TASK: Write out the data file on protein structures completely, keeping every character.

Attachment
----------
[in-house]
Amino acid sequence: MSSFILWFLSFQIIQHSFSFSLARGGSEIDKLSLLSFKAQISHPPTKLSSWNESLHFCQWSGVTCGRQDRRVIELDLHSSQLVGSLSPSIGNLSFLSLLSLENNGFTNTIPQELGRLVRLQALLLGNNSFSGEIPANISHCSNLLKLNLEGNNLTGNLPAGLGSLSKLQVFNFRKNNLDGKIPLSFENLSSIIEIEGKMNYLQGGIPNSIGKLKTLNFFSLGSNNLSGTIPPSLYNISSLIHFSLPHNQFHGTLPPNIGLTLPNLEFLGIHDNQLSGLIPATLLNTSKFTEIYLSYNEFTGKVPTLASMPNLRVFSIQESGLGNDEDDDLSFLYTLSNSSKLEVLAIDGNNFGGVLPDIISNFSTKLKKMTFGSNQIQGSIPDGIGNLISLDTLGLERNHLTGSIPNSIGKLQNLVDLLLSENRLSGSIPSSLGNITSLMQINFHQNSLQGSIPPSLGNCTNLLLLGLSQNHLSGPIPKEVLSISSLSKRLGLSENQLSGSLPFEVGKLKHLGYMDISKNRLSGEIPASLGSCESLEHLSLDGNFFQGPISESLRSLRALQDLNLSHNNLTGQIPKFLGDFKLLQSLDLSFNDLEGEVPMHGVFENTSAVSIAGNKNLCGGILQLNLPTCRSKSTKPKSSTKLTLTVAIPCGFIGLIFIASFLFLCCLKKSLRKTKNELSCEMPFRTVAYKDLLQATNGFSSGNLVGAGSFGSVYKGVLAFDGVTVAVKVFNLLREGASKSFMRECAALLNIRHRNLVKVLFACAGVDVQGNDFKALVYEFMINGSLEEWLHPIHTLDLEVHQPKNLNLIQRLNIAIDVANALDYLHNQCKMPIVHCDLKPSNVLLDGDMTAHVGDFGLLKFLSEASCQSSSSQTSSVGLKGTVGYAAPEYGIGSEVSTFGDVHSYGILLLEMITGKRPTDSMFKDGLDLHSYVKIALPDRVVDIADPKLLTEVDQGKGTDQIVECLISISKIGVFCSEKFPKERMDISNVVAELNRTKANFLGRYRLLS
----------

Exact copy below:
[in-house]
Amino acid sequence: MSSFILWFLSFQIIQHSFSFSLARGGSEIDKLSLLSFKAQISHPPTKLSSWNESLHFCQWSGVTCGRQDRRVIELDLHSSQLVGSLSPSIGNLSFLSLLSLENNGFTNTIPQELGRLVRLQALLLGNNSFSGEIPANISHCSNLLKLNLEGNNLTGNLPAGLGSLSKLQVFNFRKNNLDGKIPLSFENLSSIIEIEGKMNYLQGGIPNSIGKLKTLNFFSLGSNNLSGTIPPSLYNISSLIHFSLPHNQFHGTLPPNIGLTLPNLEFLGIHDNQLSGLIPATLLNTSKFTEIYLSYNEFTGKVPTLASMPNLRVFSIQESGLGNDEDDDLSFLYTLSNSSKLEVLAIDGNNFGGVLPDIISNFSTKLKKMTFGSNQIQGSIPDGIGNLISLDTLGLERNHLTGSIPNSIGKLQNLVDLLLSENRLSGSIPSSLGNITSLMQINFHQNSLQGSIPPSLGNCTNLLLLGLSQNHLSGPIPKEVLSISSLSKRLGLSENQLSGSLPFEVGKLKHLGYMDISKNRLSGEIPASLGSCESLEHLSLDGNFFQGPISESLRSLRALQDLNLSHNNLTGQIPKFLGDFKLLQSLDLSFNDLEGEVPMHGVFENTSAVSIAGNKNLCGGILQLNLPTCRSKSTKPKSSTKLTLTVAIPCGFIGLIFIASFLFLCCLKKSLRKTKNELSCEMPFRTVAYKDLLQATNGFSSGNLVGAGSFGSVYKGVLAFDGVTVAVKVFNLLREGASKSFMRECAALLNIRHRNLVKVLFACAGVDVQGNDFKALVYEFMINGSLEEWLHPIHTLDLEVHQPKNLNLIQRLNIAIDVANALDYLHNQCKMPIVHCDLKPSNVLLDGDMTAHVGDFGLLKFLSEASCQSSSSQTSSVGLKGTVGYAAPEYGIGSEVSTFGDVHSYGILLLEMITGKRPTDSMFKDGLDLHSYVKIALPDRVVDIADPKLLTEVDQGKGTDQIVECLISISKIGVFCSEKFPKERMDISNVVAELNRTKANFLGRYRLLS